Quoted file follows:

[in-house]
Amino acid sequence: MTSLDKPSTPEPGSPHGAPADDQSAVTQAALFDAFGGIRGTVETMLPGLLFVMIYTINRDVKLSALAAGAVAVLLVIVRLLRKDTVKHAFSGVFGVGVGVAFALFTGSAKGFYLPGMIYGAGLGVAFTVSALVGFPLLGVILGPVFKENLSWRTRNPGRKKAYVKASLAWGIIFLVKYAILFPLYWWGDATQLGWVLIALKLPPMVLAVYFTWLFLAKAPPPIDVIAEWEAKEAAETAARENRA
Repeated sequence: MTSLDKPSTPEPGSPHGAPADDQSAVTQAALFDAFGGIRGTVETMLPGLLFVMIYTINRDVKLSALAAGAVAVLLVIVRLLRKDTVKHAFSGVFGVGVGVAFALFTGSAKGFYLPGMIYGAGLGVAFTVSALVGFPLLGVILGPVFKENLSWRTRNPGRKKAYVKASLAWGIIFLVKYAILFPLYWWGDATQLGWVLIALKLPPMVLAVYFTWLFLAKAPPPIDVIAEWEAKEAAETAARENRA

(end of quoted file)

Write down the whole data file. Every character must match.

[in-house]
Amino acid sequence: MTSLDKPSTPEPGSPHGAPADDQSAVTQAALFDAFGGIRGTVETMLPGLLFVMIYTINRDVKLSALAAGAVAVLLVIVRLLRKDTVKHAFSGVFGVGVGVAFALFTGSAKGFYLPGMIYGAGLGVAFTVSALVGFPLLGVILGPVFKENLSWRTRNPGRKKAYVKASLAWGIIFLVKYAILFPLYWWGDATQLGWVLIALKLPPMVLAVYFTWLFLAKAPPPIDVIAEWEAKEAAETAARENRA
Repeated sequence: MTSLDKPSTPEPGSPHGAPADDQSAVTQAALFDAFGGIRGTVETMLPGLLFVMIYTINRDVKLSALAAGAVAVLLVIVRLLRKDTVKHAFSGVFGVGVGVAFALFTGSAKGFYLPGMIYGAGLGVAFTVSALVGFPLLGVILGPVFKENLSWRTRNPGRKKAYVKASLAWGIIFLVKYAILFPLYWWGDATQLGWVLIALKLPPMVLAVYFTWLFLAKAPPPIDVIAEWEAKEAAETAARENRA